11 Songs, 35 Minutes

EDITORS’ NOTES

Released in 1970, Mona Bone Jakon signaled the beginning of a fertile creative period for Cat Stevens that would stretch across seven albums in five years. Though the album doesn’t contain any of his biggest hits, there are several stellar singles (“Pop Star,” “I Think I See the Light,” and “I Wish, I Wish”) that are on par with his most well known songs, and they all feature Stevens’ gift for memorable melodies and his warm and distinct baritone. There’s an undercurrent of melancholy here that’s sometimes overt (“Maybe You’re Right,” “Trouble”) and other times wrapped in poetic metaphor (“Katmandu,” “Fill My Eyes”). The arrangements of these mostly acoustic folk tunes are generally spare and subdued, but even in these quieter moments his music radiates an emotional power and intensity that would become his trademark. Stevens arguably peaked on the two subsequent releases, Tea for the Tillerman and Teaser and the Firecat, but Mona Bone Jakon belongs in their august company.

EDITORS’ NOTES

Released in 1970, Mona Bone Jakon signaled the beginning of a fertile creative period for Cat Stevens that would stretch across seven albums in five years. Though the album doesn’t contain any of his biggest hits, there are several stellar singles (“Pop Star,” “I Think I See the Light,” and “I Wish, I Wish”) that are on par with his most well known songs, and they all feature Stevens’ gift for memorable melodies and his warm and distinct baritone. There’s an undercurrent of melancholy here that’s sometimes overt (“Maybe You’re Right,” “Trouble”) and other times wrapped in poetic metaphor (“Katmandu,” “Fill My Eyes”). The arrangements of these mostly acoustic folk tunes are generally spare and subdued, but even in these quieter moments his music radiates an emotional power and intensity that would become his trademark. Stevens arguably peaked on the two subsequent releases, Tea for the Tillerman and Teaser and the Firecat, but Mona Bone Jakon belongs in their august company.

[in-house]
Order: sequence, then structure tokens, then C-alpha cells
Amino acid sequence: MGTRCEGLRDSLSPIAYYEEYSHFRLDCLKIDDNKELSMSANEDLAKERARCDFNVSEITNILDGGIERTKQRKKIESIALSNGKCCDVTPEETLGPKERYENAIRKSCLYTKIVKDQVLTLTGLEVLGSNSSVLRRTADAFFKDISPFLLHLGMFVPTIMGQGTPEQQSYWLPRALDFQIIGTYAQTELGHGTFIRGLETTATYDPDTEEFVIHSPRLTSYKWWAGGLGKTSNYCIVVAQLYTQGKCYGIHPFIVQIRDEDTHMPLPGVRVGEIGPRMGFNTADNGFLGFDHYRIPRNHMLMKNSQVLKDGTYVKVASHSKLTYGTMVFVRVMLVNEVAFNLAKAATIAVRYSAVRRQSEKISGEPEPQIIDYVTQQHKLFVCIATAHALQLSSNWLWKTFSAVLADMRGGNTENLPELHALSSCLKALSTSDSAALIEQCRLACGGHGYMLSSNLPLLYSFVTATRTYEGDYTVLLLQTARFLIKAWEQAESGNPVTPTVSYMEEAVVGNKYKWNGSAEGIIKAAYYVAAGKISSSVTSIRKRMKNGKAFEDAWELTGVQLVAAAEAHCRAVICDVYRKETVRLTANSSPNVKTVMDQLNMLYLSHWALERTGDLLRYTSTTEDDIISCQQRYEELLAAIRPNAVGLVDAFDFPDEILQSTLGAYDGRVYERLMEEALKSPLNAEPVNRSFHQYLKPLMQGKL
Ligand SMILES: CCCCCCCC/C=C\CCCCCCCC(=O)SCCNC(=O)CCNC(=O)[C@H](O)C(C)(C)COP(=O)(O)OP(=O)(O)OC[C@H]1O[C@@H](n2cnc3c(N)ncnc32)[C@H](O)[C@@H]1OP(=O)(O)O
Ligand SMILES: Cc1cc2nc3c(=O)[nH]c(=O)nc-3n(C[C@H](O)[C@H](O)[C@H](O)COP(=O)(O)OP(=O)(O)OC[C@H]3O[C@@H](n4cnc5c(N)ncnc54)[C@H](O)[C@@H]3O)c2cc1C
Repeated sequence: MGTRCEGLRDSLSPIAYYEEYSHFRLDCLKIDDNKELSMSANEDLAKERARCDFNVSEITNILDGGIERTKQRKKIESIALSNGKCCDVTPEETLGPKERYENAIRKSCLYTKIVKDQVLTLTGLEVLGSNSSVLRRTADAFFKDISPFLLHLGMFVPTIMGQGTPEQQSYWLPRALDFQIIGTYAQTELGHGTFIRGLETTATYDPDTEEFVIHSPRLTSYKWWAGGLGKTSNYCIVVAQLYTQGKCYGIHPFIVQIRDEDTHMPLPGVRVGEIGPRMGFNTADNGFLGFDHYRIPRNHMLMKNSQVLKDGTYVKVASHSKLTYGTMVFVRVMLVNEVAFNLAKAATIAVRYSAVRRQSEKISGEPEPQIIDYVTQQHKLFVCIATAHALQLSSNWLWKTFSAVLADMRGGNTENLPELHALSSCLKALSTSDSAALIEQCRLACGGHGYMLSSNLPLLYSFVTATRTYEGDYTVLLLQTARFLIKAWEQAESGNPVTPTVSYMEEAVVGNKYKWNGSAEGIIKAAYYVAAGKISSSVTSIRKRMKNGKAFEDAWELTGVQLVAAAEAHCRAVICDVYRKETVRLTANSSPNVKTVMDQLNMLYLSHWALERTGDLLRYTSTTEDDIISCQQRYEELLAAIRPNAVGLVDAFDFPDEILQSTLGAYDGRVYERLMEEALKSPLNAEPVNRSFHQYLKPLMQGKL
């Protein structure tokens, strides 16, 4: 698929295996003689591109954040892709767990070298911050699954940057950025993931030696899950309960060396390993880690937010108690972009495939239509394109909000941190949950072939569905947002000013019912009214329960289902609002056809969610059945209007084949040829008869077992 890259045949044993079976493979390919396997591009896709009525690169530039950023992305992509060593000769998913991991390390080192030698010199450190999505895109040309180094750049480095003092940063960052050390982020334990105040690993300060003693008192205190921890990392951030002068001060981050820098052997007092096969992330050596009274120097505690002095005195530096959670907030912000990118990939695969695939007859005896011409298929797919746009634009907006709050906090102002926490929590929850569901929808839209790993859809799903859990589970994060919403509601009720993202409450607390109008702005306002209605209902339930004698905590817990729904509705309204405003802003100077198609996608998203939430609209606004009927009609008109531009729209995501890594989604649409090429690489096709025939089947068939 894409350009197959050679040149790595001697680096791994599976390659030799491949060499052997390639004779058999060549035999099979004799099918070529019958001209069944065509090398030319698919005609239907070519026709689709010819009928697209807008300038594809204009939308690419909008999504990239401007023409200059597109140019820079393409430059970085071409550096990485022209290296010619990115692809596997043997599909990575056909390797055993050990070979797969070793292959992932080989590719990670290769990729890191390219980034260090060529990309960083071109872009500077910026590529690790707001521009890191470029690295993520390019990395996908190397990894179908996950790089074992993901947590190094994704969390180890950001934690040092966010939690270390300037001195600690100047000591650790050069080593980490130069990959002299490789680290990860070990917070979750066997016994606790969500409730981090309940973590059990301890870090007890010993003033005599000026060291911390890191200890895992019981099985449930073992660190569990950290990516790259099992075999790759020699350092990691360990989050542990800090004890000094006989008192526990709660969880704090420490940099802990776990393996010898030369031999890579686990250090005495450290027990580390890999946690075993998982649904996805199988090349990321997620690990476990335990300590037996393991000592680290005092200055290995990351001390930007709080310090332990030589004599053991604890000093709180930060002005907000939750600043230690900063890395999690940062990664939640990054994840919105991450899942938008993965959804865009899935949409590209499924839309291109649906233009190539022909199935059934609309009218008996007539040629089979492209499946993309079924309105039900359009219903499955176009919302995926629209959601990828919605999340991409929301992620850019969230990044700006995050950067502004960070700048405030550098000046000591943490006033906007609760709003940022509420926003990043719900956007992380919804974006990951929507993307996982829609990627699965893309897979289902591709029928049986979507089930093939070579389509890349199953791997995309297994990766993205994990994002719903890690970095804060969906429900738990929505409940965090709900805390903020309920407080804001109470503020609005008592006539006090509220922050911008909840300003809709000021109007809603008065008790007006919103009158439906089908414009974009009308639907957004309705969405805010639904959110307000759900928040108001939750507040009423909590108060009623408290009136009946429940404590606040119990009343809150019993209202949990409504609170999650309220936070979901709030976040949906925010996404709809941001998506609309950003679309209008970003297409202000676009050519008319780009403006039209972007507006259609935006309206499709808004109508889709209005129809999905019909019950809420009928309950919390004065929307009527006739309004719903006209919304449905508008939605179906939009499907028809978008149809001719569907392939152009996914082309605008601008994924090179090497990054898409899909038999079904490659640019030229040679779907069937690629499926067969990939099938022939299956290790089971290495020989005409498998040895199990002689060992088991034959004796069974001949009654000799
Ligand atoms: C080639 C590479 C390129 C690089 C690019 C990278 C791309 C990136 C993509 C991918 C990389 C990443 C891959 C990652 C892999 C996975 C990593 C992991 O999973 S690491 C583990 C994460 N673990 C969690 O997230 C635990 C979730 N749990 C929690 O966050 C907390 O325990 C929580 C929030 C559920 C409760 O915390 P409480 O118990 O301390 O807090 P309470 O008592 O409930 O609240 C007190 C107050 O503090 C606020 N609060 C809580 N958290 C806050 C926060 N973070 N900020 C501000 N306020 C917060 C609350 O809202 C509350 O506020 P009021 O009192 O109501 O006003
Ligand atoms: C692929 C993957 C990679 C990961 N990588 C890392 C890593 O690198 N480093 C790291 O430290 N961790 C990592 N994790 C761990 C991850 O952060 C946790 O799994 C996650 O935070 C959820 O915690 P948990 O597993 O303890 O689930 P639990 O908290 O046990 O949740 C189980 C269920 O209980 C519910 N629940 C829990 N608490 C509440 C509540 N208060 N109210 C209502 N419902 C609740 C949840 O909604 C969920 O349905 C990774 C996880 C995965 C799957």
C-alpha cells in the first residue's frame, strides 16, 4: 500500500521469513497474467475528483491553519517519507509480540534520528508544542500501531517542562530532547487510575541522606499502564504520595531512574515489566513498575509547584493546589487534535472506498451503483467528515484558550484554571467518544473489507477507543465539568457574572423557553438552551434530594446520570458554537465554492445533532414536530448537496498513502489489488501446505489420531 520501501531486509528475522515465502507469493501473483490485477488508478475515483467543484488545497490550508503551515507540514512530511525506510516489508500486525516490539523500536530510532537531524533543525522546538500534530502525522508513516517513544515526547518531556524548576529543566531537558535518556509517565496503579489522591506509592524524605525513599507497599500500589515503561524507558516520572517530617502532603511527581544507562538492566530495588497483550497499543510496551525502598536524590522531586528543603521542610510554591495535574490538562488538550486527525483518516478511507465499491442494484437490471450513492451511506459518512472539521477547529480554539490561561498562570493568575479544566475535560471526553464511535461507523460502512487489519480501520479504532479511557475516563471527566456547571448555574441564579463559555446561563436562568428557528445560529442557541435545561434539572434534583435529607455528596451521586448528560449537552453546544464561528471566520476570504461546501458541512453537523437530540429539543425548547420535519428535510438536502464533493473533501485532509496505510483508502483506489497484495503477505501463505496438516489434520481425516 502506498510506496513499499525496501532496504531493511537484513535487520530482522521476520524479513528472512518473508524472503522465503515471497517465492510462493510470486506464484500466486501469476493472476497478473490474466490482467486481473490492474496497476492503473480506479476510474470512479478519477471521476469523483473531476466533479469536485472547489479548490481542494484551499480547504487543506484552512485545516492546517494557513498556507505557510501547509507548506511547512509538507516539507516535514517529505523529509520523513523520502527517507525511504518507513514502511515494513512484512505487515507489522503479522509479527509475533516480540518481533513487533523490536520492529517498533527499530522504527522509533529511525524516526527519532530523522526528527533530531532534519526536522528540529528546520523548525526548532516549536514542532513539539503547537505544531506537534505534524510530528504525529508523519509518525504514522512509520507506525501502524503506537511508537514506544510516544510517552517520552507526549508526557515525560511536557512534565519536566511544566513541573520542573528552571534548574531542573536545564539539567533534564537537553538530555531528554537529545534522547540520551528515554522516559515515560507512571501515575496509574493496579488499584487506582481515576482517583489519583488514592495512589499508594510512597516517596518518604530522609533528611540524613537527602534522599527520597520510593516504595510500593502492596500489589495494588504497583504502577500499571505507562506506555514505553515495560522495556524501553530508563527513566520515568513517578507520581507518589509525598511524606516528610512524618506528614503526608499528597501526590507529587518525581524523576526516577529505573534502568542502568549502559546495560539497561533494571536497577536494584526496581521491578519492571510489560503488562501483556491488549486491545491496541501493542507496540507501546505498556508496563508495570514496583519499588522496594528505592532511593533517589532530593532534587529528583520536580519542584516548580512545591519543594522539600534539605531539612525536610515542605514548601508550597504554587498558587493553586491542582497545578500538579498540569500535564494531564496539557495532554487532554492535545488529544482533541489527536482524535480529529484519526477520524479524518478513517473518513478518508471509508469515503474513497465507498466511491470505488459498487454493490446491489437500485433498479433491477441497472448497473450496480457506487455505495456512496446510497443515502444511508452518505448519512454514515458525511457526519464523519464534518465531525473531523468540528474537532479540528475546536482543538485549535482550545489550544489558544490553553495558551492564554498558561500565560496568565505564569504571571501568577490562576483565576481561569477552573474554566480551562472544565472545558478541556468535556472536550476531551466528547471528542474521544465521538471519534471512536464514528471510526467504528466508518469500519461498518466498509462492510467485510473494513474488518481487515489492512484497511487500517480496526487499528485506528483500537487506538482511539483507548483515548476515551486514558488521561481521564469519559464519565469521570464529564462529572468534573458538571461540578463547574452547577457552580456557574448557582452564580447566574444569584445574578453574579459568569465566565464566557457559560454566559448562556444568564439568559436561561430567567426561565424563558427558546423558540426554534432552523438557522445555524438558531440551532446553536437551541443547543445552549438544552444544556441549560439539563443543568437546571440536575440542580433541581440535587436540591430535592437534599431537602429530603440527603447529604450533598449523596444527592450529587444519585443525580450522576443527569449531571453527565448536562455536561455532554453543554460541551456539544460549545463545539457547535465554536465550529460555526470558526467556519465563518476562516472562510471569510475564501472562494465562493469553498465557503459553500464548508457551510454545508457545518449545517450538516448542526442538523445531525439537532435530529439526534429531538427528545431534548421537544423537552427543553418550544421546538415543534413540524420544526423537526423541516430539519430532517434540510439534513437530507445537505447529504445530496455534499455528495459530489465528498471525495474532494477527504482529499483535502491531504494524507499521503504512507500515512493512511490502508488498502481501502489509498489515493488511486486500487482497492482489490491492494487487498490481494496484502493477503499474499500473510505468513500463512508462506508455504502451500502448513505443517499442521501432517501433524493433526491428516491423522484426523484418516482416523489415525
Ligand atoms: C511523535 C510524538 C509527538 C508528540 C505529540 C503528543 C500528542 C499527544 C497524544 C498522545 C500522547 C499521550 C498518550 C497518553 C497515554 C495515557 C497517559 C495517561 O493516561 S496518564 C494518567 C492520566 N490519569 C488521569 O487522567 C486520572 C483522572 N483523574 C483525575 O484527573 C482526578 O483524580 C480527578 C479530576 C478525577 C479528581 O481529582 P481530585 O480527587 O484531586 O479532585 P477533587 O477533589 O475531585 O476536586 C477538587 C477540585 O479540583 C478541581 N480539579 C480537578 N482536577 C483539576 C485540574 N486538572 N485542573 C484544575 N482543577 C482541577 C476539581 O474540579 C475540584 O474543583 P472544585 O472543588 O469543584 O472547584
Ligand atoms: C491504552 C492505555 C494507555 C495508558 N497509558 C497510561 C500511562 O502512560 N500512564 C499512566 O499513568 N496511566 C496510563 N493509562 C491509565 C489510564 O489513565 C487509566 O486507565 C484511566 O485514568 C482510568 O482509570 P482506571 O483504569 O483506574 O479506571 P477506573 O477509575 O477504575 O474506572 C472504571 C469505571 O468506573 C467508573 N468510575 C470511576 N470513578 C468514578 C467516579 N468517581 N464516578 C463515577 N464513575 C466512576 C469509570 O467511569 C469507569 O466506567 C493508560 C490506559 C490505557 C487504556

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Ratings and Reviews

4.6 out of 5
37 Ratings
37 Ratings
soundgoddess ,

Harold and Maude

some of these great songs are in the film Harold and Maude, to great effect. It's a wonderful film with a great score.

phantomsoul ,

Folksy Famous

Cat Stevens isn't the greatest singer/songwriter ever, but he did make some emotional heartfelt music that sounds like he poured his sould into it. This album epitomizes that sound and should be heard by any fans of Cat Stevens.

SoggyDeadGirl ,

At his best

Not to take away from such phenomenal works like Tea For The Tillerman and Matthew & Son, both of which are very good albums. However, I find Mona Bone Jakon to be Cat Stevens best work. Sure he had hits with Teaser and Catch Bull, but musically and lyrically they do not compare to his earlier work, especially this one. If I didn't know better I'd think of Mona as part 2 of Tea for the Tillerman. However it is its successor both in time and excellence.

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